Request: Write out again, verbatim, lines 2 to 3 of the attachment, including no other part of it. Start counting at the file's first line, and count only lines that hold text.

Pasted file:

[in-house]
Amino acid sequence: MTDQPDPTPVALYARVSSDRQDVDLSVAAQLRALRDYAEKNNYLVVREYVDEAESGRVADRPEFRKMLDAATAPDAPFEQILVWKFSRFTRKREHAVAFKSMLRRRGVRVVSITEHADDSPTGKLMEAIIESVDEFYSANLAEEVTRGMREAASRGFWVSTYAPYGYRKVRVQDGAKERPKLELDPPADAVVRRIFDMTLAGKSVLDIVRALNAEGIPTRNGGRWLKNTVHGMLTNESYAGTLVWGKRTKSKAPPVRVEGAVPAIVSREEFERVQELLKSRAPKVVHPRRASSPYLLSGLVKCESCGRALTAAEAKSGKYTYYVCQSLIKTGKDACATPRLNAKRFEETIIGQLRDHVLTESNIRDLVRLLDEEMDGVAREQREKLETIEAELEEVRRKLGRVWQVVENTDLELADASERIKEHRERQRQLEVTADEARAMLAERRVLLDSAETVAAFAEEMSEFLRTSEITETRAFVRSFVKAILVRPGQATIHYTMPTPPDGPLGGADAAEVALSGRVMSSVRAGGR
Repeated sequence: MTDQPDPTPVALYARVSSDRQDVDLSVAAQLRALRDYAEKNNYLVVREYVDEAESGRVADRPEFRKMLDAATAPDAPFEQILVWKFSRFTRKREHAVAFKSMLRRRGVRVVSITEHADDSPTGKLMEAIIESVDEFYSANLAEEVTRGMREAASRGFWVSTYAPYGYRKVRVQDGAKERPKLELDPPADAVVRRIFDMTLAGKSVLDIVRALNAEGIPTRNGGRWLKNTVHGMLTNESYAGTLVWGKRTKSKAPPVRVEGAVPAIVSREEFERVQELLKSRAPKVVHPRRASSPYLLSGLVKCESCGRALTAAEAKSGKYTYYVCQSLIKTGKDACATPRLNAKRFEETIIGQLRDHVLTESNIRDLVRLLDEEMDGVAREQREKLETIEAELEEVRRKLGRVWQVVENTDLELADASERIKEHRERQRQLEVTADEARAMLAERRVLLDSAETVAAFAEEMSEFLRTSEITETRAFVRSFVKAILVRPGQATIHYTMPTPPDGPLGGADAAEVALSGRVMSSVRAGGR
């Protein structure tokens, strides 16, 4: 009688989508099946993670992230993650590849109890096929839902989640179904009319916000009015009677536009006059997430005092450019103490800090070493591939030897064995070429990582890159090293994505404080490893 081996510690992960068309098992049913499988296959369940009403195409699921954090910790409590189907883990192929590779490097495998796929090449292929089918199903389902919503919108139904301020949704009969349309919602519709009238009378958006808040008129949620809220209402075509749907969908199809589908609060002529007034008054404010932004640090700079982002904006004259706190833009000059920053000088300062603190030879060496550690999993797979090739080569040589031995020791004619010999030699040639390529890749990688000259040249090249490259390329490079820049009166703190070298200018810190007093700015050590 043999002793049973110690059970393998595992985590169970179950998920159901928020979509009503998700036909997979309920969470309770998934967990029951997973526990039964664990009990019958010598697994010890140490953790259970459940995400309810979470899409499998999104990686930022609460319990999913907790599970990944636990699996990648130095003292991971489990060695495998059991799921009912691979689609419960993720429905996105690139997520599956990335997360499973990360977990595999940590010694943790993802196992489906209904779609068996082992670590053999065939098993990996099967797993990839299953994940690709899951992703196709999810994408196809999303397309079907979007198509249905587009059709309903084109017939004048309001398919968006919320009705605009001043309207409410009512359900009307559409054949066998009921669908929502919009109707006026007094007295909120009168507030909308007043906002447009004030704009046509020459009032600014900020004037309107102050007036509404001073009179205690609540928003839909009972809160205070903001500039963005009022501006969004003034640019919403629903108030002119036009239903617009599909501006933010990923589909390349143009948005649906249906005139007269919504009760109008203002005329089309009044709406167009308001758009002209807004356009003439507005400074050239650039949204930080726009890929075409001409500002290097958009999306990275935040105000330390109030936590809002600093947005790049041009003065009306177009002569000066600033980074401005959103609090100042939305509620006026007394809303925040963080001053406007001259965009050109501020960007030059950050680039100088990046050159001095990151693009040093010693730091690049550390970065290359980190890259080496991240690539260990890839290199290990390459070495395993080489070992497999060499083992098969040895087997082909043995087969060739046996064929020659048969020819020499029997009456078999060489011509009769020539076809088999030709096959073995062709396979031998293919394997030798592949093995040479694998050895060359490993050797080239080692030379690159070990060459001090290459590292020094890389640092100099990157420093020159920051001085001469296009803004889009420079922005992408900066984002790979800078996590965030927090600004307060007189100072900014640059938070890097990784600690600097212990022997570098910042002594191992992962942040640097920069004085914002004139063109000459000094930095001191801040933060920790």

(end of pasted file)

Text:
Amino acid sequence: MTDQPDPTPVALYARVSSDRQDVDLSVAAQLRALRDYAEKNNYLVVREYVDEAESGRVADRPEFRKMLDAATAPDAPFEQILVWKFSRFTRKREHAVAFKSMLRRRGVRVVSITEHADDSPTGKLMEAIIESVDEFYSANLAEEVTRGMREAASRGFWVSTYAPYGYRKVRVQDGAKERPKLELDPPADAVVRRIFDMTLAGKSVLDIVRALNAEGIPTRNGGRWLKNTVHGMLTNESYAGTLVWGKRTKSKAPPVRVEGAVPAIVSREEFERVQELLKSRAPKVVHPRRASSPYLLSGLVKCESCGRALTAAEAKSGKYTYYVCQSLIKTGKDACATPRLNAKRFEETIIGQLRDHVLTESNIRDLVRLLDEEMDGVAREQREKLETIEAELEEVRRKLGRVWQVVENTDLELADASERIKEHRERQRQLEVTADEARAMLAERRVLLDSAETVAAFAEEMSEFLRTSEITETRAFVRSFVKAILVRPGQATIHYTMPTPPDGPLGGADAAEVALSGRVMSSVRAGGR
Repeated sequence: MTDQPDPTPVALYARVSSDRQDVDLSVAAQLRALRDYAEKNNYLVVREYVDEAESGRVADRPEFRKMLDAATAPDAPFEQILVWKFSRFTRKREHAVAFKSMLRRRGVRVVSITEHADDSPTGKLMEAIIESVDEFYSANLAEEVTRGMREAASRGFWVSTYAPYGYRKVRVQDGAKERPKLELDPPADAVVRRIFDMTLAGKSVLDIVRALNAEGIPTRNGGRWLKNTVHGMLTNESYAGTLVWGKRTKSKAPPVRVEGAVPAIVSREEFERVQELLKSRAPKVVHPRRASSPYLLSGLVKCESCGRALTAAEAKSGKYTYYVCQSLIKTGKDACATPRLNAKRFEETIIGQLRDHVLTESNIRDLVRLLDEEMDGVAREQREKLETIEAELEEVRRKLGRVWQVVENTDLELADASERIKEHRERQRQLEVTADEARAMLAERRVLLDSAETVAAFAEEMSEFLRTSEITETRAFVRSFVKAILVRPGQATIHYTMPTPPDGPLGGADAAEVALSGRVMSSVRAGGR